They are just a couple of strays.
One doesn’t have much of a future. The other doesn’t even have a name.
But then man meets dog, and each one finds a purpose.
That’s a quick sketch of The Year of the Dog, a simple, and often simply powerful movie about addiction and recovery. Except sometimes the addiction isn’t just to alcohol but to despair. And the recovery comes, not just from quitting one obsession, but replacing it with something a lot healthier.
When we first meet Matt, he’s an alcoholic who has finally notched 48 hours without a drink – only because he punched a bartender, knowing it would bring him two days in jail, where he couldn’t get one. (“That was my recovery plan,” he wryly confesses at an AA meeting.)
Staying sober isn’t going to be easy – even with the remote Montana cabin his sponsor has loaned him. But then Matt meets another misfit, an undersized Husky with a gentle heart. (The dog breaks into a chicken coop, just to cuddle with the birds.)
And the two strays form a bond, and set their eyes on a goal.
The Year of the Dog combines two old tropes – the Recovery Story, and the Dog That Changed My Life Story – and it observes the usual rules. As in all tales of addiction, there’s a tragedy that threatens to undo all that hard-won sobriety; as in all lovable dog stories, there’s a veterinary crisis that threatens to send you reaching for your Kleenex.
But The Year of the Dog navigates the cliches, largely on the strength of the performance by star Rob Grabow (who also wrote and co-directed). And, partly, on its willingness to push in some different directions. The wintry Montana setting is one pleasant change; a largely Indigenous cast is another.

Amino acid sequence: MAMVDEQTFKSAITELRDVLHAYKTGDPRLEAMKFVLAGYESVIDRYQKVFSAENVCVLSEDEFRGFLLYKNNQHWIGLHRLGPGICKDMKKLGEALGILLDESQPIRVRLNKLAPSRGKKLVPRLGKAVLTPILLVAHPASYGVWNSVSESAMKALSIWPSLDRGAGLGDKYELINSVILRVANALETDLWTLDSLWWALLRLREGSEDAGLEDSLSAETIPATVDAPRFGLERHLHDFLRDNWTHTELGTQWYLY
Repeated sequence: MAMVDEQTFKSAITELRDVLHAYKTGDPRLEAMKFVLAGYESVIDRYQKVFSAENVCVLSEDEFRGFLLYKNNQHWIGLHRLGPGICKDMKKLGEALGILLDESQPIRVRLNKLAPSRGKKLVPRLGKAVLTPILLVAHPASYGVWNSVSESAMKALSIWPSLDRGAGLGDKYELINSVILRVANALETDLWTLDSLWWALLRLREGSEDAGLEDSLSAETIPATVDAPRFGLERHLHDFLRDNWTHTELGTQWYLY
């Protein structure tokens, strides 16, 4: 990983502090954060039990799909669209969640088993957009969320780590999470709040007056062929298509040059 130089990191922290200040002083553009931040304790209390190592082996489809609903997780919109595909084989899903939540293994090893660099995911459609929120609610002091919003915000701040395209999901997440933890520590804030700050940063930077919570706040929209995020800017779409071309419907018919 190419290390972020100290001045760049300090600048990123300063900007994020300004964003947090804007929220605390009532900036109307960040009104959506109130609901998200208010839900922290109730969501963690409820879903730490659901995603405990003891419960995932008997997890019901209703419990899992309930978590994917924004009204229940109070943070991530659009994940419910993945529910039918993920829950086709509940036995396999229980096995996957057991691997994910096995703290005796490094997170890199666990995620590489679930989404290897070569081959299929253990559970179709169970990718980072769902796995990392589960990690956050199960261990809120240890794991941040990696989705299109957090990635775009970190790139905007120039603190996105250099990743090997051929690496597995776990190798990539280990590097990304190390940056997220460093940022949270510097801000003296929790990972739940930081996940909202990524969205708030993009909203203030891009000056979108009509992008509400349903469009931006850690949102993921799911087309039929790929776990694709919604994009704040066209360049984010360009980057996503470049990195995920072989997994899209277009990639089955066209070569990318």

Even when a cliché does pop up, it’s handled with quiet believability. There’s a love interest, but it’s played as a story of a friendship between adults. There’s a sled-dog competition that Matt decides to enter, but a low-stakes, small-town kind of thing, where the point is the contest, not the prize.
Grabow is a solid actor, but sometimes it feels as if he’s not letting us in on all the backstory he’s clearly created for this character. His estrangement from his family and friends, his 15 years of alcoholism – those are just alluded to, without elaboration. There’s never a simple answer to why someone goes off the rails, but it’d be helpful if Grabow’s script at least provided a few questions worth pursuing.
Still, the movie connects on some pure, and primal levels. And it has a charmer in Caleb, the rescue dog who plays its beautiful, bright-eyed star. What a good boy. What a simple, sweet film.